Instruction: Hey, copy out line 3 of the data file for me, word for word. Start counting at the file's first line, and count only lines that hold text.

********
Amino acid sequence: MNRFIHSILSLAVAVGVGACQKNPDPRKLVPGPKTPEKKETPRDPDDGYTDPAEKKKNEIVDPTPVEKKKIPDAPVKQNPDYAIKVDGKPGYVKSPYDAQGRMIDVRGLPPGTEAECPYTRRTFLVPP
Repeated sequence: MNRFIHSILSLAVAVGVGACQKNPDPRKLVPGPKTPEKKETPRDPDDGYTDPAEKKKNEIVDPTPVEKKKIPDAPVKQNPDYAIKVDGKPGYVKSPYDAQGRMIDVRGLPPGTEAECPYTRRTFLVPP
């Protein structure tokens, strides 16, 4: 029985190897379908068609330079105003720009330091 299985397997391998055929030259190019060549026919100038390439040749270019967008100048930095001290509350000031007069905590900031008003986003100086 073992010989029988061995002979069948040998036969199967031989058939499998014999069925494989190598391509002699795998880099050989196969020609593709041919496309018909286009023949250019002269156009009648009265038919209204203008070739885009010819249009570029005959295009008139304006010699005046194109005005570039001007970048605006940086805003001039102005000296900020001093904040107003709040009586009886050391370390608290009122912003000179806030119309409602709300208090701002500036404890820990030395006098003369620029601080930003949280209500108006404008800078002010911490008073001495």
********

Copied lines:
């Protein structure tokens, strides 16, 4: 029985190897379908068609330079105003720009330091 299985397997391998055929030259190019060549026919100038390439040749270019967008100048930095001290509350000031007069905590900031008003986003100086 073992010989029988061995002979069948040998036969199967031989058939499998014999069925494989190598391509002699795998880099050989196969020609593709041919496309018909286009023949250019002269156009009648009265038919209204203008070739885009010819249009570029005959295009008139304006010699005046194109005005570039001007970048605006940086805003001039102005000296900020001093904040107003709040009586009886050391370390608290009122912003000179806030119309409602709300208090701002500036404890820990030395006098003369620029601080930003949280209500108006404008800078002010911490008073001495």